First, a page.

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New "What's In My Bag?" Episode With KCRW's Garth Trinidad

Posted by Amoebite, February 19, 2014 01:12pm | Post a Comment

Garth Trinidad

He's got the magic voice for radio and the golden ears for spotting classic songs. Garth Trinidad is one of LA's favorite tastemakers. His musical sensibilities come highly recommended and have been influential in shaping the modern musical landscape of Los Angeles. Not only is he a voting member of the Recording Academy, his radio show was the basis for the Grammy category "Best Alternative Urban Performance." Utilizing DJ residencies, event production, music supervision, and journalism,
Trinidad has help to break artists such as Little Dragon and Janelle Monae. 

Paying his dues while studying art in college, Trinidad hustled his way to the mountain top of radio. After countless hours volunteering in the KCRW front office, cutting his teeth assisting host Liza Richardson, Trinidad was given his chance to shine. That was 20 years ago. Since then, Trinidad has amassed a loyal listener fan base, received many awards, and built an impressive resume along the way. In the early 2000s, Trinidad's show, Chocolate City, gained rave reviews and was voted Best Radio Program by LA Weekly several times. He has worked on hit TV shows and documentaries, including Entourage and Made In America. 

Amoeba's What's In My Bag? crew caught up with Garth Trinidad  during a recent vinyl dig. His first stop, the dollar vinyl bin! Garth gets nostalgic and finds a copy of Macho Man by The Village People. This record was the first LP his parents bought him! He follows that up with Rufus & Chaka Khan's Camouflage and Barry Manilow's Even Now. A connoirsseur of Jazz, Garth digs deep to find Horace Silver Quintet's Song For My Father and McCoy Tyner's Asante. There are plenty of other cool albums Garth picks up, including some big cuts by Kenny Loggins. Watch and enjoy!   

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Who's Zoomin' Who? It's Aretha's "What A Fool Believes"

Posted by Kelly S. Osato, February 4, 2011 10:33am | Post a Comment
aretha franklin aretha 1980 kenny loggins michael mcdonald yacht rock hit cover song soul synth
I woke up with this song stuck in my head again this morning and so, accordingly, I attempt to exercise it here. Aretha Franklin's cover of Kenny Loggins and Michael McDonald's classic yacht-rocker made popular by the Doobie Brothers is a manic slice of synth-indulgence that's, like many an Aretha song, dead catchy. Beware. Just give it thirty seconds of warming up and you'll be in the zone, the smoooooth R&B zone.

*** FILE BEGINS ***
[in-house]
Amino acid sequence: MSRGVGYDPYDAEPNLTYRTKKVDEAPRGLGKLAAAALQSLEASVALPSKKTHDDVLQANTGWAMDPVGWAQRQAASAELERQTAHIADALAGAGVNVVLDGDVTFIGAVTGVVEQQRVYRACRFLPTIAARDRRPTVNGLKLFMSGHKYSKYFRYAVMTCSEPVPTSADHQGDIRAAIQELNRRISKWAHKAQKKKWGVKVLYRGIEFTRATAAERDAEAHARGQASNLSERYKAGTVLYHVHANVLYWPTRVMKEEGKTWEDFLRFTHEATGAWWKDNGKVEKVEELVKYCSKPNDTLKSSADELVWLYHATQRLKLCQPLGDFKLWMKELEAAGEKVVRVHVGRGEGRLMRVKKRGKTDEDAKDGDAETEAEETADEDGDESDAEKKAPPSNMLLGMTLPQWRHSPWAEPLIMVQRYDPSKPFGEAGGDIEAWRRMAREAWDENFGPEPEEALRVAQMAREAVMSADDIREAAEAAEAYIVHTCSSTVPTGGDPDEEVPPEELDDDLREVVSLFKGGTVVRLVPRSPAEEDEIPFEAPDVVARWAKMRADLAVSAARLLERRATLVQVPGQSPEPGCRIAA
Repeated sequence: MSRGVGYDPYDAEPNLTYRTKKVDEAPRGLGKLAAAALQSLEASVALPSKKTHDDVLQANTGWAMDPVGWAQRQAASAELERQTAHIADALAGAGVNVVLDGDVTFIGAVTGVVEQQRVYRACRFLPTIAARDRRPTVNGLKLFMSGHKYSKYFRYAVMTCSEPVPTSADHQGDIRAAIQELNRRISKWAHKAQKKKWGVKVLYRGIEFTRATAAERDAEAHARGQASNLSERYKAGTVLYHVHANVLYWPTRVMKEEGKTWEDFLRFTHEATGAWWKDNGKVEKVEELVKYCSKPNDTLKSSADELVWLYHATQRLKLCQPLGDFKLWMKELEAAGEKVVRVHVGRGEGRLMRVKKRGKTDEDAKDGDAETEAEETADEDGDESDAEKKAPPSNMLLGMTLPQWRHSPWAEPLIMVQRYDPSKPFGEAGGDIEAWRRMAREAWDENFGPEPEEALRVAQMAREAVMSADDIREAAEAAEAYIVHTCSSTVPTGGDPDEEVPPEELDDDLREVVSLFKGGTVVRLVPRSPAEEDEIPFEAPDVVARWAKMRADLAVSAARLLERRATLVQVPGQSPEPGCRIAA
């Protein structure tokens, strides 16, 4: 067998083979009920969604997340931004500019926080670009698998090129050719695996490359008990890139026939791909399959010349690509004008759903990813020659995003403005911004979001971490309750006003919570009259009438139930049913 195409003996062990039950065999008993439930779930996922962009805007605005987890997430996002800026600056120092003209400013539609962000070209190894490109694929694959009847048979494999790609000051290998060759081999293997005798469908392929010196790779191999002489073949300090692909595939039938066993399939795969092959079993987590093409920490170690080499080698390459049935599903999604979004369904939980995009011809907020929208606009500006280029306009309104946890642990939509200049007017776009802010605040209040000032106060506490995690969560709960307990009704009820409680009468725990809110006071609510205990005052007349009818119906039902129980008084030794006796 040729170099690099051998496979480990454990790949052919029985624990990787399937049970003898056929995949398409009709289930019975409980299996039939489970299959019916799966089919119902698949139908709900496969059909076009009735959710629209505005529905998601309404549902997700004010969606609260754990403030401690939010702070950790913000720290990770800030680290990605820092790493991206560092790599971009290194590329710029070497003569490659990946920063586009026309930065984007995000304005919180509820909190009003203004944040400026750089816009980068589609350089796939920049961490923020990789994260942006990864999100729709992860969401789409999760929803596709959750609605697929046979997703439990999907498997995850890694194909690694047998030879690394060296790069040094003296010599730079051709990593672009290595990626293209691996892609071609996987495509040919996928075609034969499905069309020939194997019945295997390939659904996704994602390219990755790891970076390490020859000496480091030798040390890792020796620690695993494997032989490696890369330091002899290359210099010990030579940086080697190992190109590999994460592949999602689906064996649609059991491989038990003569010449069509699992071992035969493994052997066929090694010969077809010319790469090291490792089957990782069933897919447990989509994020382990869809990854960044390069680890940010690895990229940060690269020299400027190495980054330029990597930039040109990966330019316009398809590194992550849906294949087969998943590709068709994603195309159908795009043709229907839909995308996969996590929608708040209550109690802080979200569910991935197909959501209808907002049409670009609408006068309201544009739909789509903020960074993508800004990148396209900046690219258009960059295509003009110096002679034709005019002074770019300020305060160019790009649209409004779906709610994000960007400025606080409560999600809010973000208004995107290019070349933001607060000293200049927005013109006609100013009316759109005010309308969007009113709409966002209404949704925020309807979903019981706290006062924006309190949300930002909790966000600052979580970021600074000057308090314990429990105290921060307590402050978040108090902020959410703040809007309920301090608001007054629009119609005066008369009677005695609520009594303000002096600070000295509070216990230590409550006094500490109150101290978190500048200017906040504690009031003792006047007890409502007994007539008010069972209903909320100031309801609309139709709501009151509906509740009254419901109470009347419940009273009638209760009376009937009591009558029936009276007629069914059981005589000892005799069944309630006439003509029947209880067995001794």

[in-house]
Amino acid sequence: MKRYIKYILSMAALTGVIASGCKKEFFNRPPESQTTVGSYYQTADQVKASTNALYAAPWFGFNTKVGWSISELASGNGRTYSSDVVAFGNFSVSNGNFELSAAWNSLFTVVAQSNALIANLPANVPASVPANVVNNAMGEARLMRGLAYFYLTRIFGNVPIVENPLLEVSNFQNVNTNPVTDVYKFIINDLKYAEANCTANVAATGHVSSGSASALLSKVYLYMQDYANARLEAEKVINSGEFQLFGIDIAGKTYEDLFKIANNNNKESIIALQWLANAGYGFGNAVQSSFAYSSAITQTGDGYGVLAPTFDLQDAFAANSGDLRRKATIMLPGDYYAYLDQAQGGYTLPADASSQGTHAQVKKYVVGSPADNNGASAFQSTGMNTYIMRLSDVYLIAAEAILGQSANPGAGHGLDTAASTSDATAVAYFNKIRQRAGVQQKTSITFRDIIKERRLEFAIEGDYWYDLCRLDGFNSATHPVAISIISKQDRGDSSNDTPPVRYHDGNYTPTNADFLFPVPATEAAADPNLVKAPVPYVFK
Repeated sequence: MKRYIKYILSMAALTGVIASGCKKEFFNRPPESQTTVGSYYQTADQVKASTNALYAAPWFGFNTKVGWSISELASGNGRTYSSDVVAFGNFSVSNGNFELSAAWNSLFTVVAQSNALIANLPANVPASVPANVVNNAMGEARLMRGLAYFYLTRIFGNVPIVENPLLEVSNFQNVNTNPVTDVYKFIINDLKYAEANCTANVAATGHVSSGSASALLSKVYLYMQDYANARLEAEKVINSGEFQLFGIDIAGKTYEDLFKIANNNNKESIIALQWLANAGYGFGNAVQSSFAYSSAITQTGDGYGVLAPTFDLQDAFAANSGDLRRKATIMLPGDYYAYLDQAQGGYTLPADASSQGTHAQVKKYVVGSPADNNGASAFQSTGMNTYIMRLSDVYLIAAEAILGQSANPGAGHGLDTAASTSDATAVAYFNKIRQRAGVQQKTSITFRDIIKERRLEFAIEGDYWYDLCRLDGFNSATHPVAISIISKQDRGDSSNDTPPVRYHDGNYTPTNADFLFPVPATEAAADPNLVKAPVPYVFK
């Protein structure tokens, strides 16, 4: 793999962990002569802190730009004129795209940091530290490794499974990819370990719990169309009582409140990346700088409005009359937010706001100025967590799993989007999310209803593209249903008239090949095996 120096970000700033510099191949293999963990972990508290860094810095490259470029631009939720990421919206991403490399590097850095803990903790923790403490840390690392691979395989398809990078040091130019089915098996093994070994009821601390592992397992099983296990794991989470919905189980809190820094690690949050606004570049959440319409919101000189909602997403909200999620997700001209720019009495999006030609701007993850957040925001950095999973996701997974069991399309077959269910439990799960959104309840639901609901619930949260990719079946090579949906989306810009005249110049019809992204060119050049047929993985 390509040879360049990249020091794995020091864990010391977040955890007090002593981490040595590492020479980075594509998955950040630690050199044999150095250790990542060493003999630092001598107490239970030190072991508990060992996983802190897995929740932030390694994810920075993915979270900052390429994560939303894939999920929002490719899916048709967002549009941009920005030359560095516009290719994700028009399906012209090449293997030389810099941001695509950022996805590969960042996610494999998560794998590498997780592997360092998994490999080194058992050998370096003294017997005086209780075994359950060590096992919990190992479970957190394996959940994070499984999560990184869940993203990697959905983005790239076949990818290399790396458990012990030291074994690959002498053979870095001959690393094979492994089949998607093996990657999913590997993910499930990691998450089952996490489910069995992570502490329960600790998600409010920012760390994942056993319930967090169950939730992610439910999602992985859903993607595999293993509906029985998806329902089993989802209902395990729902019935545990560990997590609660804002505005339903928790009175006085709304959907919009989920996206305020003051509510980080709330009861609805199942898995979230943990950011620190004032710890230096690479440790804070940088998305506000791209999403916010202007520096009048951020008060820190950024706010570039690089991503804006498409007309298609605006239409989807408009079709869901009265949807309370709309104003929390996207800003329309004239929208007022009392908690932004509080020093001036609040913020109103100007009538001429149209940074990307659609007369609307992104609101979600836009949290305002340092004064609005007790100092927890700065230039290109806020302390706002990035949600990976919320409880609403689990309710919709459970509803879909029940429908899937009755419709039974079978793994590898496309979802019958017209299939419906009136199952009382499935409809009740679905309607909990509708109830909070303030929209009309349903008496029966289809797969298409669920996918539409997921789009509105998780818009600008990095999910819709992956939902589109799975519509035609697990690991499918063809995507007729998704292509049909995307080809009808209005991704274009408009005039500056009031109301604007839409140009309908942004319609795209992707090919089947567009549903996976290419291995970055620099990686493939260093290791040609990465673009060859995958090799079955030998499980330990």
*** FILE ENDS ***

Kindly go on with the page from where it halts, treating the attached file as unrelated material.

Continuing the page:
Aretha Franklin - "What A Fool Believes"


The Boys Are Back In Town: it's Fleet Week again and the Blue Angels are settin' it off!

Posted by Kelly S. Osato, October 10, 2009 01:34am | Post a Comment
 Blue Angels fleet week san francisco 2009 demonstration flight team navy officers

I cannot explain exactly why I get such a rush when I hear them Blue Angels roaring overhead, but
it's definitely something of a peeking at the bounty-beneath "The Tree" on Christmas morning kind of exhilarating tingling --- so full of promise and excitement! Ahh, to be thrust again into that "danger zone" Loggins croons so passionately about, and on my doorstep to boot. This weekend, what with its parade of military might (hardly), its bevy of boisterous sailors (verily) and high-flying boys in blue pulling all the G's they please (yes, please!), is definitely one of the most fun weekends us San Francisco residents can boast of. Plus, it's an excuse to put together a mix of songs you'll only listen to for all of five days or so (again, like Christmas). From Saxon's cover of Christopher Cross's "Ride Like the Wind" to something a little more random like MARRS's "Pump Up The Volume," the sky's the limit when it comes to compiling this year's Fleet Week festive "Need For Speed" mixtape. Check it out: